Coaching gold: the essence of the indoor rowing finish

Coaching gold: the essence of the indoor rowing finish


8 minute read

In every rowing stroke, we are either working (driving) or resting (recovering). These phases are bookended by two positions called the Catch and the Finish. In this article, we’re diving into the details of the Finish to uncover expert tips from two-time Olympic Gold Medallist Eric Murray for improving your form and building speed! The companion article to this is asensei's Essential guide to the indoor Rowing Catch. The Finish is the final action of the drive phase where you have used your arms to draw the handle into your chest. In this position, your body is tall, shoulders are behind the hips and the handle is resting somewhere between your rib cage and your abdominal muscles, with flat wrists. After the Finish, your next movements involve extending the arms away from the body as you transition into the recovery phase. This article will explain in more depth how to both practice and perfect the Finish, why firmness and relaxation are fundamental principles for unlocking speed, as well as helpful hints from our specialist coaches and a technical drill for you to try at home, in the gym or at your club! 

What does the ideal indoor rowing Finish look like?

The indoor rowing Finish can be explained and understood in a few different ways. In this section, we are going to focus the correct body positions, as well as the movements before, during and after the Finish. Before going any further, let's consider how it all works on the water. In a boat, a rower will complete the Finish at the end of the drive phase, about halfway through the body swing, before dropping the hands to let the blades pop out of the water. In order to achieve a clean extraction of the blade, the arms must pull the handle to the chest firmly. This allows the feet to stay connected with the footplate, which keeps you balanced and steady. Once the oars are in the air, the boat can feel unbalanced. By relaxing our bodies and avoiding tension in the shoulders, the boat will feel steadier during the recovery. Surprisingly, these sensations and points of focus are no different on your indoor rowing machine, one of the reasons why the erg is extensively used by on-water rowers and dedicated indoor rowers alike!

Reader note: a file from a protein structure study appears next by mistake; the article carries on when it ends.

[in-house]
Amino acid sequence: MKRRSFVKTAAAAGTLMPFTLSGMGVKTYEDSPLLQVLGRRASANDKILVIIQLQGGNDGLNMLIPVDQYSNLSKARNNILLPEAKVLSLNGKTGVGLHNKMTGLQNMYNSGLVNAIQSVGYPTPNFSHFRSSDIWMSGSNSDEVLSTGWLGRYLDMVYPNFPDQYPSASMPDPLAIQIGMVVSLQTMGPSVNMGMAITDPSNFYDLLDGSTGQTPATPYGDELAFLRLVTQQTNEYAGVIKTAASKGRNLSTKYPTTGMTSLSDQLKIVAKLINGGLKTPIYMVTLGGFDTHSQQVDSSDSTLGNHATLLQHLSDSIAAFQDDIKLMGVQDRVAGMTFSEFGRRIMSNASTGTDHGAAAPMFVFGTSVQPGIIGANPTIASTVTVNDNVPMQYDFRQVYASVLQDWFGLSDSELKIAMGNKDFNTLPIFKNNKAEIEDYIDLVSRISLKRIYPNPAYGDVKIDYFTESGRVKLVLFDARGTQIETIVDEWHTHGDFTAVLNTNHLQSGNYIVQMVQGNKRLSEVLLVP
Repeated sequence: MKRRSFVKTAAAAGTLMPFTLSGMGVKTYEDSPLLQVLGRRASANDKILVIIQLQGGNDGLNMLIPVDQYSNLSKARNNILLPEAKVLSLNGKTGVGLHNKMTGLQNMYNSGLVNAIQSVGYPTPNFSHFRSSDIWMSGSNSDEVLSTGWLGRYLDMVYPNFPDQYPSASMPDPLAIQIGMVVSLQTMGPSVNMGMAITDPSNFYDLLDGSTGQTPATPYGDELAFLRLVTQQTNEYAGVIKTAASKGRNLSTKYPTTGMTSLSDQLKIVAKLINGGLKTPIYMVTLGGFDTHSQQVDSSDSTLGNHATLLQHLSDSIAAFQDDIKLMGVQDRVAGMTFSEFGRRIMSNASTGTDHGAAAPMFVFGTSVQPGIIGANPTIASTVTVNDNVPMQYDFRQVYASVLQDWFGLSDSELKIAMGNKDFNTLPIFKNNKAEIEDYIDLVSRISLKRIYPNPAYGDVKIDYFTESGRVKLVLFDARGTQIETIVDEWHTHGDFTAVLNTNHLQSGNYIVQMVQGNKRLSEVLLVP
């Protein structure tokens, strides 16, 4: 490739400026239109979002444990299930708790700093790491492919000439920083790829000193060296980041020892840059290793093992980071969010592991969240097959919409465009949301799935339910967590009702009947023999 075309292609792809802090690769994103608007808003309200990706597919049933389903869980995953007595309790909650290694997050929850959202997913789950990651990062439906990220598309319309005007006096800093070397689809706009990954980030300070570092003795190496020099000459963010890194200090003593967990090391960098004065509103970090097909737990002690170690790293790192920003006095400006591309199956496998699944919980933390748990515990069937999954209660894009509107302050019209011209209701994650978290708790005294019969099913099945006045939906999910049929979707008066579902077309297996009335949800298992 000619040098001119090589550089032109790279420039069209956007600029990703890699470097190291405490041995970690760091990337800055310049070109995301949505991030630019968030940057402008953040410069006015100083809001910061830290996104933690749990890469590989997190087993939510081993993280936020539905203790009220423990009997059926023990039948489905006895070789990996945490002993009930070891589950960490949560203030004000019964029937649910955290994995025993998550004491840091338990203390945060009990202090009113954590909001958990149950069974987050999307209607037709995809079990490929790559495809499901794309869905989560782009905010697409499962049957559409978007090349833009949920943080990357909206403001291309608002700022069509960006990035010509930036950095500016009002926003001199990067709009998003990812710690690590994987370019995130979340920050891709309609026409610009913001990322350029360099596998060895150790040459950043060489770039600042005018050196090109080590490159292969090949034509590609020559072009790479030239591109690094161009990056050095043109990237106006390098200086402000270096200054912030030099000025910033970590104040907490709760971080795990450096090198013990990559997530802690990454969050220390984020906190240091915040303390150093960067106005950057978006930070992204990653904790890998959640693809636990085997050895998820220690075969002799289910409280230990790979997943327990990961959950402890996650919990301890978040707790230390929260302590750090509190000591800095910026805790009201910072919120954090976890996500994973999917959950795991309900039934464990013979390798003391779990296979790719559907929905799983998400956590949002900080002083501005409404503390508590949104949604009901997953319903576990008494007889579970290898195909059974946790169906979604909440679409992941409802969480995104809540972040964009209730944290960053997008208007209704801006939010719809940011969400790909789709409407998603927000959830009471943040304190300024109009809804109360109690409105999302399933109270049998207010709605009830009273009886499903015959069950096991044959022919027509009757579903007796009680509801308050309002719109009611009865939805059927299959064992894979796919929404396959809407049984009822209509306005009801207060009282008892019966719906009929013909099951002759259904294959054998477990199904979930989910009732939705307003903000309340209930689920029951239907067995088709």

On your erg, you approach the Finish position during the drive phase. One of the aims of the Finish is to continue the acceleration from the legs pushing and hips opening; ensure you have the correct sequencing of legs first, body second and then your arms. As you push against the footplate, you are creating a connection with the whole body that must be maintained until the handle reaches the chest. During the Finish, you are aiming to hold on to this pressure by drawing the elbows past your body. Focusing on the elbows instead of your hands will help you avoid gripping the handle tightly. Once the handle reaches your chest, you should be sitting tall, legs pressed firmly against the footplate, with your shoulders behind your hips. It is important to stress that rowers do not spend any great amount of time at the Finish - it is part of the continuous flowing motion of a stroke. Think about extending your arms at the same speed as you bring them in.

Indoor rowing finish

Notice how Eric Murray holds the handle towards the end of the drive phase. The wrists to the elbows are flat, as the elbows pull back.